By Allen Wolfe

For supporters of presidential candidate John Kerry, the day after the 2004 presidential election might be remembered as a day of disappointment and lost hope. However, a few tried to do something about it.

One of those individuals was Joseph Anthony, a paralegal working out of Los Angeles. Anthony decided that his spirit would not be broken by another election, and endorsed the man he saw as the next great leader.

Shortly after the 2004 election results ,Anthony started a MySpace page for Senator Barack Obama (D-IL), with the sought-after address of www.myspace.com/barackobama.

According to Obama’s official campaign site (not the MySpace page), a philosophy is upheld in support of individual activism and political participation. A receptionist for the Obama campaign said that Obama “enthusiastically encourages grassroots activism!”

However, recent actions of this campaign have led many supporters to question these values.

After Obama announced his run for the presidency, Anthony started working closely with the campaign, heeding their advice and making necessary changes. As the webpage became more popular, with an astonishing amount of friends — surpassing 160,000 — Obama’s campaign sought increased control over Anthony’s operation.

According to Joshua Levy, associate editor of a personal democracy forum called TechPresident.com, this is not unusual for a presidential campaign.

“Obama’s campaign, like most other campaigns, feels the need to clamp down tightly to control the message,” Levy said.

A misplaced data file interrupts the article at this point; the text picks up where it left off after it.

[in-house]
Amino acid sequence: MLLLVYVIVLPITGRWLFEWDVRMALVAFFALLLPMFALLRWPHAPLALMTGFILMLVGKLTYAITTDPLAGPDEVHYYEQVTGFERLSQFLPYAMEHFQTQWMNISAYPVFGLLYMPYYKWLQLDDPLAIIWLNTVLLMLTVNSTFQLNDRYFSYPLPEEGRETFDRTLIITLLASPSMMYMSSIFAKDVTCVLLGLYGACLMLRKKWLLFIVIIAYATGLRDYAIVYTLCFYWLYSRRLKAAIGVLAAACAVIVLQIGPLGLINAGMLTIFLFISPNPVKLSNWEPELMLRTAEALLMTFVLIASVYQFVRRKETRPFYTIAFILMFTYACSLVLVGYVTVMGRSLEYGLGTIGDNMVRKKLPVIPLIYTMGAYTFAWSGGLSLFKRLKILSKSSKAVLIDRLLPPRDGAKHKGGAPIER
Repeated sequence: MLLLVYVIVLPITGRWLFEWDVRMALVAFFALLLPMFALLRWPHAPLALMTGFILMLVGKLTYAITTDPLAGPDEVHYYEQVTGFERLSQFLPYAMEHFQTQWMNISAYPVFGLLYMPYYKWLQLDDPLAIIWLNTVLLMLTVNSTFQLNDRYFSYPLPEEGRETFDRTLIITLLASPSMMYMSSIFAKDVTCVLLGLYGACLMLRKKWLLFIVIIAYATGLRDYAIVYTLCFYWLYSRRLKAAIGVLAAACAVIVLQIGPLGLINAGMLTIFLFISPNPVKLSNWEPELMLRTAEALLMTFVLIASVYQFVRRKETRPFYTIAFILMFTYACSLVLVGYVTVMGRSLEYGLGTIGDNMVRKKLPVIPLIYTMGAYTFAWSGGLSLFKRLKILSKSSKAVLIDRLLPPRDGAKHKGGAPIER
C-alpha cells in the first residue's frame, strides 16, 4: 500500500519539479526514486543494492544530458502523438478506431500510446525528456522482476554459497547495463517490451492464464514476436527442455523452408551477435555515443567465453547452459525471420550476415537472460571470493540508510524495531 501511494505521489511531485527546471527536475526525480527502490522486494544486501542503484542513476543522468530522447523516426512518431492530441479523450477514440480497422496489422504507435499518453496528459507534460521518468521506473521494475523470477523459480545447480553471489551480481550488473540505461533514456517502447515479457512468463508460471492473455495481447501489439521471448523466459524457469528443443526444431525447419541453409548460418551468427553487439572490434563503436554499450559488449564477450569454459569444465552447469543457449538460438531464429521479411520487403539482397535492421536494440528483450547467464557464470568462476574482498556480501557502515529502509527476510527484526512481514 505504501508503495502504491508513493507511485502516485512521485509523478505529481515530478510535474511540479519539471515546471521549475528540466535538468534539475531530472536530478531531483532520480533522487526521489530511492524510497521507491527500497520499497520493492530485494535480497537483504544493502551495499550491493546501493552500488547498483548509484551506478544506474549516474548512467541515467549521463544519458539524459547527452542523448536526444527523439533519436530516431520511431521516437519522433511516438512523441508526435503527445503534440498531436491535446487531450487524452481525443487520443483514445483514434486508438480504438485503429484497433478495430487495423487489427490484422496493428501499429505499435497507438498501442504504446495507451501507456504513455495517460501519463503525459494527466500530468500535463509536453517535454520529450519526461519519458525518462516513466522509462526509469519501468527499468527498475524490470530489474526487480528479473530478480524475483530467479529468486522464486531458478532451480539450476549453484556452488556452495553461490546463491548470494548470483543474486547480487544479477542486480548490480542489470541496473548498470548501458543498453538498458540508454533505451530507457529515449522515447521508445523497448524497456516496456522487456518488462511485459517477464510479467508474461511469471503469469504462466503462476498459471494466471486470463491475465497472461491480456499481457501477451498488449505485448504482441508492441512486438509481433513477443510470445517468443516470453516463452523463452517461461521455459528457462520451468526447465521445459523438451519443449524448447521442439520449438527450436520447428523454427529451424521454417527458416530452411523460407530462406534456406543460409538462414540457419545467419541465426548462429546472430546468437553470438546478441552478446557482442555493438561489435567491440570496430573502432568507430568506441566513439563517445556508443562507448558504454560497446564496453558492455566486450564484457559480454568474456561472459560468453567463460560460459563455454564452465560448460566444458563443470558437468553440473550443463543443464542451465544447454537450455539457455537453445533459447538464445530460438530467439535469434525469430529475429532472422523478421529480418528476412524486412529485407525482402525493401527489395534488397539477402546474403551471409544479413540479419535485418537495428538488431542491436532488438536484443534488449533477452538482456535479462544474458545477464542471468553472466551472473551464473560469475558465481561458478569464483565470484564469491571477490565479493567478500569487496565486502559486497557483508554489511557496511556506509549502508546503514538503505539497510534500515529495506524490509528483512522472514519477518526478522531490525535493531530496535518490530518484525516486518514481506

In a bitter power struggle between Anthony, the Obama campaign, and MySpace, the campaign was given full control.

Despite losing control of his webpage, Anthony has not lost the respect of other Internet activists.

“I think most online activists are in full support of Joe Anthony and feel his pain regarding the top-down structures of political campaigns,” Levy remarked, contrasting Obama’s top-down tactics with Howard Dean’s campaign that has a “radically decentralized structure.”

Levy also pointed out possible negative effects this action might have on Obama’s campaign. People might begin to think that the Obama campaign is acting in a manner contradictory to their previous commitment to support individual activism.

Anthony, on his own online blog, wrote about the campaign not only taking control from him, but about him losing faith in the reason why he started the page: to get ordinary people active in politics.

Matt Stoller, co-editor of My Direct Democracy — www.MyDD.com — a group blog designed to discuss the progressive movement and political power in America, regards the message Obama’s campaign is projecting to individual activists as less than supportive.

Stoller, based in Washington, D.C., is an activist and a consultant for the Sunlight Foundation, Free Press, and Working Assets. While working with the Democratic National Convention, Stoller has witnessed many acts of individual politicking squashed by top-down tactics.

Stoller does not believe that this controversy will deter grassroots activism.

“If it’s a one-time event, then it won’t matter … but if it is repeated, it will,” he said.

The significance of Internet politics is an emerging phenomenon that is “just getting started,” according to Levy and the personal democracy forum.

Individuals like Anthony are emulating the force of ordinary people in upcoming elections, Levy said. Anthony’s actions and those of others like him have “shown what kind of [an] impact online activists will have in this campaign.”

Stoller speaks to advocates of change when he references a broad focus of community building relying on “a connection among other supporters … power comes from the people, not from candidates.”